|Final locks, Canal du Garonne|
Apologies for the long delay in winding up the blog for the year. We have just arrived back in Australia and these first, foggy days of disorientation are as good a time as any to ponder the past months before looking forward to the summer down-under. The eternal summer of the migrant boater is a hard life. We spent 3 weeks in Scotland en route and so France already seems a slightly hazy memory - or perhaps that's just due to the jet lag.
My last post was from Moissac, a vibrant town with a cathedral, an impressive aqueduct, a large market and a beautiful river. It is possible to lock down onto the river here to moor and cruise a few kilometres which would be lovely during summer. This time we just spent a couple of days in the friendly port.
|River Tarn from the aqueduct|
Our next stop was Valence d'Agen which was a surprisingly pleasant town with 2 market squares close by each other- I don't know why. The little port comprises several finger pontoons with electricity and water. All good until we attempted to leave in the morning only to discover that the water level had dropped considerably overnight and we were aground. Again, I don't know why. Thanks to the help of a crazy French hirer we eventually managed to rock, push, haul ourselves free. I'm embarrassed to say we left our kind helper on the quay, wreathed in a cloud of exhaust fumes and coughing, spluttering and gasping for breath.
|Aqueduct over the Garonne, Agen|
Then on to Agen, the capital of this region famous for prunes of all things.There is even a prune museum which we decided to save for someday in the future (maybe a very rainy day). The town sits on both the River Garonne and the canal but doesn't make the best of either. There is a large basin with a small hireboat base but no other mooring facilities for visiting boats. As for the river, both banks are given over to major roads so the closest pedestrians can get to the water is looking down from either the suspension bridge or alternatively from the rather grand canal aqueduct over the river.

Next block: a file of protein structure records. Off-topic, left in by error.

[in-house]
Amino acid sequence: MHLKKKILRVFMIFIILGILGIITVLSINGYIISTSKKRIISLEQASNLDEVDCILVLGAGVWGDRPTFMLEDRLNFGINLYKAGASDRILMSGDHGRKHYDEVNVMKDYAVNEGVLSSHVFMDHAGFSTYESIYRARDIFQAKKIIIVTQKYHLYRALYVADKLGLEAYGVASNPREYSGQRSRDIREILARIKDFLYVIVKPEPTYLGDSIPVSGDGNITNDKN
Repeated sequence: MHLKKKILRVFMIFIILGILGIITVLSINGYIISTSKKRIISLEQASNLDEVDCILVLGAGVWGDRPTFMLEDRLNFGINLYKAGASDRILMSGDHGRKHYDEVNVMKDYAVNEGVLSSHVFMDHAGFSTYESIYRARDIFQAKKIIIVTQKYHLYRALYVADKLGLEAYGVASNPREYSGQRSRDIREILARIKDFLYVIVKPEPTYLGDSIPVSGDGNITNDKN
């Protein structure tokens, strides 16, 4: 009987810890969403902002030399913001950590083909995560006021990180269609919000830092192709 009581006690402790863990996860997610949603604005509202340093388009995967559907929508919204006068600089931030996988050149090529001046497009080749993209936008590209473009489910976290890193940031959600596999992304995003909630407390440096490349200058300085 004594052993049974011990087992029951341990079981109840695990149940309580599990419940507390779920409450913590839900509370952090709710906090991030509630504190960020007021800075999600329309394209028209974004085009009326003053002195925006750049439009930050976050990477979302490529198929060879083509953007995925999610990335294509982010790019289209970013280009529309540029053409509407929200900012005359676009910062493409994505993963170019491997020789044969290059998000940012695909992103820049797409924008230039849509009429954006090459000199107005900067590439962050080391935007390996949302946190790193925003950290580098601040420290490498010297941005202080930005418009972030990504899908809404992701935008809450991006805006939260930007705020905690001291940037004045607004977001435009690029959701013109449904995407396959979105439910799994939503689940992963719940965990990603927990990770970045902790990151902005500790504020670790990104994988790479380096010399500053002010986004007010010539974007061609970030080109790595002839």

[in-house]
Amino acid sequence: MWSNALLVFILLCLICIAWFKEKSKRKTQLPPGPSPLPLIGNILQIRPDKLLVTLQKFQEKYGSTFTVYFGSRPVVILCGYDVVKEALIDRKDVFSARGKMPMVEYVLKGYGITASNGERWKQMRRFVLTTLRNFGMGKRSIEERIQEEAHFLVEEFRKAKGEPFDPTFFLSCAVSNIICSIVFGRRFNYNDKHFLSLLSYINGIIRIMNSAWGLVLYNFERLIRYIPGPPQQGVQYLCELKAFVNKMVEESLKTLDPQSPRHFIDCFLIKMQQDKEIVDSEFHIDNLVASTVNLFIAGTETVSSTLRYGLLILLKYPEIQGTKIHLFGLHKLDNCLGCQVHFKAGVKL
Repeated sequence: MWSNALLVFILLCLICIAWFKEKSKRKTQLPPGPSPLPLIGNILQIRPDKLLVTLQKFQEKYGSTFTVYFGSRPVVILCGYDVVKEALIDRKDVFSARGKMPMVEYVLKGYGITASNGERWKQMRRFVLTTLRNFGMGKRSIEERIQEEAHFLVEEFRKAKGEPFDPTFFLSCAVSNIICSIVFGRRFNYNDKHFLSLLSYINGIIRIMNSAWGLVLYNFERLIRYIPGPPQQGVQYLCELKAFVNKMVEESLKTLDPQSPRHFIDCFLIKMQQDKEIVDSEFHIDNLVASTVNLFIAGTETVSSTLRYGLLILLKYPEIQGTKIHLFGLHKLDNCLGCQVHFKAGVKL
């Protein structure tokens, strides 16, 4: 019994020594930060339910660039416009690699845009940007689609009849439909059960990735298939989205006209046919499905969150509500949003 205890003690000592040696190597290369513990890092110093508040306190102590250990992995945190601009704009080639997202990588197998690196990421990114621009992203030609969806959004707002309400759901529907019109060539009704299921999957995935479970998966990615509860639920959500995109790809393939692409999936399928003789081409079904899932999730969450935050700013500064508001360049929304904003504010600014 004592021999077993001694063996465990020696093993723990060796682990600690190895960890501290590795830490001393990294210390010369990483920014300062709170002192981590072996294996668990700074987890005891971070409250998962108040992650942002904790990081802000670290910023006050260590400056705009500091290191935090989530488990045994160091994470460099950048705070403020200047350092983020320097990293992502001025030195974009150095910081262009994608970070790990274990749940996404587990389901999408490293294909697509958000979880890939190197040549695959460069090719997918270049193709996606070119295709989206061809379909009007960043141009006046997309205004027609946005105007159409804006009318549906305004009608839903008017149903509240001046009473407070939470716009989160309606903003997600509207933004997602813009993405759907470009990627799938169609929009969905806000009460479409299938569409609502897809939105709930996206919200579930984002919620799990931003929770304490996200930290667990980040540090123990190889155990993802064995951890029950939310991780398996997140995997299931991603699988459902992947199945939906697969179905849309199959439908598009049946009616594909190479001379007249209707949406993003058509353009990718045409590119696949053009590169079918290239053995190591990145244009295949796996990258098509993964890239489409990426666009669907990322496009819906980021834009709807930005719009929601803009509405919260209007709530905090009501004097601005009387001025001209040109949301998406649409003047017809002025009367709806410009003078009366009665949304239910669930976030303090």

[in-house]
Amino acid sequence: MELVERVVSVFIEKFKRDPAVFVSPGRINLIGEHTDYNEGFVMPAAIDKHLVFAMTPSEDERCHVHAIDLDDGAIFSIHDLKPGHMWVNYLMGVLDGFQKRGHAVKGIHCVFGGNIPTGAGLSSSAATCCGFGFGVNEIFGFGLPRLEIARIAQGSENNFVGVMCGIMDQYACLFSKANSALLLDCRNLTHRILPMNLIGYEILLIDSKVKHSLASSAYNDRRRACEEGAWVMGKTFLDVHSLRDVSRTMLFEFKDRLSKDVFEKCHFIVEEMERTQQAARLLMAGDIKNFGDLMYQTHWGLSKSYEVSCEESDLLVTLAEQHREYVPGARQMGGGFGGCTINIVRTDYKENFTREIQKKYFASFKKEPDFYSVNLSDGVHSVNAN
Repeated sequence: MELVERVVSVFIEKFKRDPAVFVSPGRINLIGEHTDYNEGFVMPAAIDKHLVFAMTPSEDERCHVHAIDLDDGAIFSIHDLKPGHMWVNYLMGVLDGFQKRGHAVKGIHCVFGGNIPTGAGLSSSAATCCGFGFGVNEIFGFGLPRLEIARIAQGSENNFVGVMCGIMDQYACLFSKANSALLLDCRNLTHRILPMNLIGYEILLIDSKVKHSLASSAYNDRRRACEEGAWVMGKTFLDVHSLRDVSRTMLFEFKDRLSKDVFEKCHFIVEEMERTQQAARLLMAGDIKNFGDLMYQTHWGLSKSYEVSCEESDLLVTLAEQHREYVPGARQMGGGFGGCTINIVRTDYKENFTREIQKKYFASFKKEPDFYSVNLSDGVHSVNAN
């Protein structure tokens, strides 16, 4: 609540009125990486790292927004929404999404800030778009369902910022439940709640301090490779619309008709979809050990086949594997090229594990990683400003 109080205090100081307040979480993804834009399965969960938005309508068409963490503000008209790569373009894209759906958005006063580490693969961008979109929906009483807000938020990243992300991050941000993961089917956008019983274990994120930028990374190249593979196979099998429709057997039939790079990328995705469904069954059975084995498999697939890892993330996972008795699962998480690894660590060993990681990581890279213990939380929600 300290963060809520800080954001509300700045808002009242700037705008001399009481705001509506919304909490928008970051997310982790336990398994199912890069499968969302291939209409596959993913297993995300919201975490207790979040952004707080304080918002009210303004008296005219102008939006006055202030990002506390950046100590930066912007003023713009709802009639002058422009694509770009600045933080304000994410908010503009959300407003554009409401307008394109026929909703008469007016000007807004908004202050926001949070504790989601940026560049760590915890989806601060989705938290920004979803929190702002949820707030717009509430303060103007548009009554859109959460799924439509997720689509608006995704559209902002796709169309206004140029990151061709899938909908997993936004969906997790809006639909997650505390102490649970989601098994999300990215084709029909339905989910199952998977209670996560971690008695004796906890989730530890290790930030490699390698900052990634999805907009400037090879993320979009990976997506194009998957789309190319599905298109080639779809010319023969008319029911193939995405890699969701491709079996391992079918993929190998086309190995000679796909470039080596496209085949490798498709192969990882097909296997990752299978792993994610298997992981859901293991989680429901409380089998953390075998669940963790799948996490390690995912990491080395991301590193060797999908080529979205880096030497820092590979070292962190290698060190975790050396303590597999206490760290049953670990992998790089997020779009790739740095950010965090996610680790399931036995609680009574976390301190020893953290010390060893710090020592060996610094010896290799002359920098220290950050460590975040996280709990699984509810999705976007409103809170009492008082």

Our final run down to Buzet sur Baise was uneventful. The autumn weather was glorious and the trees were beginning to shed their leaves. There are a lot of trees here both lining the canal and also the towpath. It might have been an idea to acquire a large tarpaulin to cover the boat over the winter. Buzet itself is a pleasant little village with 2 ports, a selection of shops and a couple of excellent restaurants. Our port is the smaller of the two and, by the time we left, full of boats rafted up. L'Avenir is safely alongside a dutch barge with a couple living aboard for the winter.
|Buzet sur Baise|
And so we come to the end of another year. We've travelled a long way from the lush countryside of the Loire and Burgundy, down the mighty Rhone, through Provence to the marshes of the Camargue, along the Mediterranean coast, across the etangs and the length of the world famous Canal du Midi. Something like 1400 km and 231 locks. I have to say it seemed like more locks than that!
Next year? Having travelled all that way I think we may stay in the south but you never know. Sometimes it all comes down to the toss of a coin.